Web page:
Trees naturally create forests, they gather together, in abundance and in difficult circumstance. I grew up with the kanuka as the only major tree in the sand dune. When they grew in the hollows they were leggy and close together, usually in a line as if they were following a crease in the fold of the land. On the wind strewn dune closer to the sea they would push their back to the wind, bending where the muelenbeckia crept over it. Underneath was cool dark sand, a hidden place that you could crawl into, sheltered from the wind and the sun.
John Fowles in his essay the tree describes the essence of trees being a community and the wider impact and inter-connected experience of an ecosystem.
“In a wood the actual visual ‘frontier’ of any one tree is usually impossible to distinquish, at least in summer. We feel, or think we feel, nearest to a trees ‘essence’ (or that of its species) when it chances to stand like us, in isolation; but evolution did not intend trees to grow singly. Far more than ourselves they are social creatures, and no more natural as isolated specimens than man is as a marooned sailor or a hermit. Their society in turn creates or supports other societies of plants, insects, birds, mammals, micro – organisms; all of which we may choose to isolate and section off, but which remain no less the ideal entity, or whole experience, of the wood – “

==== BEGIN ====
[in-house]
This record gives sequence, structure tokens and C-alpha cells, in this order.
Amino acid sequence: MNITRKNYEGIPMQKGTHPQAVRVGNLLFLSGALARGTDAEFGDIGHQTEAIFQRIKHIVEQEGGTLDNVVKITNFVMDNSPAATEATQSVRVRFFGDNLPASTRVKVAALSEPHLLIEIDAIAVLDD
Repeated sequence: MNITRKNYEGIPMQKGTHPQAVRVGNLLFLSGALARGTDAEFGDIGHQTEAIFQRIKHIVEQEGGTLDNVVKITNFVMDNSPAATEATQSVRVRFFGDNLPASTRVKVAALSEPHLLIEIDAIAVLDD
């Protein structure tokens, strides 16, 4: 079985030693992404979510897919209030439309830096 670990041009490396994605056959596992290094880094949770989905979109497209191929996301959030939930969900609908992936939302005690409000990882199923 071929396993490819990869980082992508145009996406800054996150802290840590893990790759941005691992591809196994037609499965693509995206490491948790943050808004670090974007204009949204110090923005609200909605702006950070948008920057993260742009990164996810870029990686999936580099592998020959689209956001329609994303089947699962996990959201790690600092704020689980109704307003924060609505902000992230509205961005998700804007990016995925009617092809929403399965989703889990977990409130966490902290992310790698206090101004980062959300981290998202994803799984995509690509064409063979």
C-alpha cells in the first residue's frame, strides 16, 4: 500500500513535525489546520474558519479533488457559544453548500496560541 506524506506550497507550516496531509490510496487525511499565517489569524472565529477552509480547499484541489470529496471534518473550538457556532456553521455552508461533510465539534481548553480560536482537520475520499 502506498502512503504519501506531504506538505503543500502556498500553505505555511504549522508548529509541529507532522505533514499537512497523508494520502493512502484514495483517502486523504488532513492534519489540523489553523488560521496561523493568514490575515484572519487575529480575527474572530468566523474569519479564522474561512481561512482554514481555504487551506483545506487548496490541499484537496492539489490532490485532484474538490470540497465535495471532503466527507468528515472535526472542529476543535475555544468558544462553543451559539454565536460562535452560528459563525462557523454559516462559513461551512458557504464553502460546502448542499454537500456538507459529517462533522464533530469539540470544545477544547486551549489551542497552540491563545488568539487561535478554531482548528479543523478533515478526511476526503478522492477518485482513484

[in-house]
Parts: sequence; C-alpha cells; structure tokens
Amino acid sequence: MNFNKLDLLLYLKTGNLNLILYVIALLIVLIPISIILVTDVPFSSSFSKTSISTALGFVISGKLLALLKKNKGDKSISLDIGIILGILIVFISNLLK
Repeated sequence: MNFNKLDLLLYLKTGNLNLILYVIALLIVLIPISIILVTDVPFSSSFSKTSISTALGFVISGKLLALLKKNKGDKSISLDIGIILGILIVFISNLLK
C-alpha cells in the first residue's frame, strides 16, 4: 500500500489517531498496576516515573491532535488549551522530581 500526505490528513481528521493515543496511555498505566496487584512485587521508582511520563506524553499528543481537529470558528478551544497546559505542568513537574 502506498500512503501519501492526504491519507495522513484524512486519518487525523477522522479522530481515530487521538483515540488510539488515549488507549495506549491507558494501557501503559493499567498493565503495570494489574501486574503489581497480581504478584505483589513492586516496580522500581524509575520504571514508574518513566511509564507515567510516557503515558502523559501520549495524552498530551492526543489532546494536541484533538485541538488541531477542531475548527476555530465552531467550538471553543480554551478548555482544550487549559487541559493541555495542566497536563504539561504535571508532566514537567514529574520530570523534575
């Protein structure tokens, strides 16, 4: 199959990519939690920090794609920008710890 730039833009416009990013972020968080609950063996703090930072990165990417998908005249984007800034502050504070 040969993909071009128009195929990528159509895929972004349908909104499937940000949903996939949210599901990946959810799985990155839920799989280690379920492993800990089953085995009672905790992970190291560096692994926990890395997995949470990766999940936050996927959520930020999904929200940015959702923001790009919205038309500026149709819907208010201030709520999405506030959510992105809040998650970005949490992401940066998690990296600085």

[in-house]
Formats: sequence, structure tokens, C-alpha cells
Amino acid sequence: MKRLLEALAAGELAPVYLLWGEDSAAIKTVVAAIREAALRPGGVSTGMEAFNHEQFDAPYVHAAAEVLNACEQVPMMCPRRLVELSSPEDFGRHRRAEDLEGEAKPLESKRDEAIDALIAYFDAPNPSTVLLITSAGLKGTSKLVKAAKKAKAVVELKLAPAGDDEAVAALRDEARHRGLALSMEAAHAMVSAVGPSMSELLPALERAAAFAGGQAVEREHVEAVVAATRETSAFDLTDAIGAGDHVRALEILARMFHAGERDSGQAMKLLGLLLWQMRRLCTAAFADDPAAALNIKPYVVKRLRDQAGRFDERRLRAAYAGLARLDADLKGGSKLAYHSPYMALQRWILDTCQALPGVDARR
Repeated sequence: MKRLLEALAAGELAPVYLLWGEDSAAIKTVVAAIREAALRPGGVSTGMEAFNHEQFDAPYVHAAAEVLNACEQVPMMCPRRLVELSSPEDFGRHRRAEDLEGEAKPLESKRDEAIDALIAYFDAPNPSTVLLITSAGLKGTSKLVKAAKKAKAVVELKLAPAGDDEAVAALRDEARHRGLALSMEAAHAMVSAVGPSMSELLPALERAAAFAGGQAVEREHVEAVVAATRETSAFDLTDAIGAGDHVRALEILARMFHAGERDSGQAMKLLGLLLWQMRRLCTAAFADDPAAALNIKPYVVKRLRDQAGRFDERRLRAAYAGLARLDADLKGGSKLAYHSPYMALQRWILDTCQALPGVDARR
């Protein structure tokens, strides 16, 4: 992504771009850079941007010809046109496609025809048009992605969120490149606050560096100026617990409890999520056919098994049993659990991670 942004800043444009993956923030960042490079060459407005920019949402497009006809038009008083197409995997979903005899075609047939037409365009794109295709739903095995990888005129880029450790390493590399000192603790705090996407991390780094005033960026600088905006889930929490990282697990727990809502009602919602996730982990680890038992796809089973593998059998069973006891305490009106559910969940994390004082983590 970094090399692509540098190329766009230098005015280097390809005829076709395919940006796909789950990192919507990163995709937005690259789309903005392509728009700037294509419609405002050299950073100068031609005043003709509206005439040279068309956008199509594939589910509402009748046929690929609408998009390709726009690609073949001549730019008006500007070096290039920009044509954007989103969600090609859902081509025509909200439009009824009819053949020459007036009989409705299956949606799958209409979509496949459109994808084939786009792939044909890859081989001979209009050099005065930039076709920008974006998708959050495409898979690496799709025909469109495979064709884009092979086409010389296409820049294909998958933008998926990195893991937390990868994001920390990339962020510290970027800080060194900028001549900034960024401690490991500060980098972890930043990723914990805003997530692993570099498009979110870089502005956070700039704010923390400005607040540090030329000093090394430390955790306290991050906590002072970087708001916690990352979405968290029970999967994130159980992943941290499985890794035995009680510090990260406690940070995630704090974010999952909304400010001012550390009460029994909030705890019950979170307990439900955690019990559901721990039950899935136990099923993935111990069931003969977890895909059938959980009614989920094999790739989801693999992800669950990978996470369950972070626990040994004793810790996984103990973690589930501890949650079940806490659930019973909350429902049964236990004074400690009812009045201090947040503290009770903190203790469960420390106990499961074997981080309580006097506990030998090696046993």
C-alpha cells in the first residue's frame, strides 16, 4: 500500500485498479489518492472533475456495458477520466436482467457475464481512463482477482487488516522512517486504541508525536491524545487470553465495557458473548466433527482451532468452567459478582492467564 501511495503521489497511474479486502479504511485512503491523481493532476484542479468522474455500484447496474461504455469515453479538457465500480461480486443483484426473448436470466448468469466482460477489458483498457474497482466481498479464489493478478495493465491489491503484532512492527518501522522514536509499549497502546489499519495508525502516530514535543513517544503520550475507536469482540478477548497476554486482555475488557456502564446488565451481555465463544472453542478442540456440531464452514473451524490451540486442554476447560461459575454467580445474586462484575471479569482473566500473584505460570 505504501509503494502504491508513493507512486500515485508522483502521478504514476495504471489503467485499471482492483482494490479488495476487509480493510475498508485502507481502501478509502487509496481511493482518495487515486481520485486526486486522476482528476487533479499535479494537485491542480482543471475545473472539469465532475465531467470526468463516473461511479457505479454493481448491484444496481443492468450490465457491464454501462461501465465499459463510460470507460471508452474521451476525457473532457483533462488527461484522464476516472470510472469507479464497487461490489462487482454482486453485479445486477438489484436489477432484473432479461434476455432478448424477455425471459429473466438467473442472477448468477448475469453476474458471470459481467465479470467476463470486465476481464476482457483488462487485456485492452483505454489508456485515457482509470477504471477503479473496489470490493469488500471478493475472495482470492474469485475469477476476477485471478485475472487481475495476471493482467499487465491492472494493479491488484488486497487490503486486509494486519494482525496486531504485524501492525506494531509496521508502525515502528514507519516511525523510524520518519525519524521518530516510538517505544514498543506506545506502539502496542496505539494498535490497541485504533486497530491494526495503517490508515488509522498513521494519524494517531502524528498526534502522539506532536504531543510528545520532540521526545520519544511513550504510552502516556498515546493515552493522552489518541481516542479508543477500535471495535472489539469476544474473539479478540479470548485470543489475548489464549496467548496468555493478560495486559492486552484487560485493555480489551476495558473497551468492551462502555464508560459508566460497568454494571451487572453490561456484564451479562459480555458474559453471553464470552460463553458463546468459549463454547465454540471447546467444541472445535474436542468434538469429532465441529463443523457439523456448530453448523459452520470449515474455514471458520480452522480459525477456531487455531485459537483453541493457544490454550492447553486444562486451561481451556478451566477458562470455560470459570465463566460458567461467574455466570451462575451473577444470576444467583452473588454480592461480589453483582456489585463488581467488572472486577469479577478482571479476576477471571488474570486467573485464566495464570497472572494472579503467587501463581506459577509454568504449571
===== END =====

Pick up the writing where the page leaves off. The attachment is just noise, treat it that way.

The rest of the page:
There is a pleasure to lie on the ground and look up at the forest canopy to see the branches working round each other.
Sometimes I would soften my vision to see the small auras around each twig, shaping the space, creating a pattern of growth.
We started to walk towards the National Gallery on the way we saw a squirrel flagrantly lie back in the arms of a tree as if the warm afternoon sun was to be savoured.
Squirrels and jays serve as the seed dispersal agents for oaks because acorns are too heavy. It’s called scatter hoarding where the squirrel and the jay make hoards of acorns in all variety of locations, they also retain large mental maps of cache locations. Luckily for the trees the odd acorn may get lost and once an acorn sprouts they are less nutritional.
As we walked I happened to look to my right in time to see a tree with a distinct animal face. It was remarkable, it was an oak. In an unexpected way I entered London through its trees.
The following images are of the trees in Knole Park, Seven Oaks, just south of London. I always wondered if there was a word that describe those abnormal spherical, twisted gargole like protrusions in the truck and along branches and I found the word its called a burl. Burls are formed when bud growth cells deviate by dividing into many directions. The bark on the burl will often appear coarser and inside the grain is twisted and very compact.
Deah found two Minke whales washed up dead on Waikawa beach last week on the Kapiti coast. She wrote this poem after finding the second whale. Minke Whale – Dead In life she cruised the oceans deep Sieving time as with the tides. Awakened, untouched in her element Fulfilled and for-filling purpose Solitary Free. She looked as Minke looks, Of fat, length, flippers long, dorsal curved. Bullet head, baleen filters, grooved throat. And carrying unborn calf. She ingested mans dross For she encountered so few and knew little of their way. Innocent, Trusting Alive on the waves Curious of man And now dead She died on beach, Throat clogged. Bulldozer ripped from element water. Dragged with no ceremony Jaw removed Unmarked grave Duveted by dune. Crisscrossed tracks Wind to remake her bed. And long dead.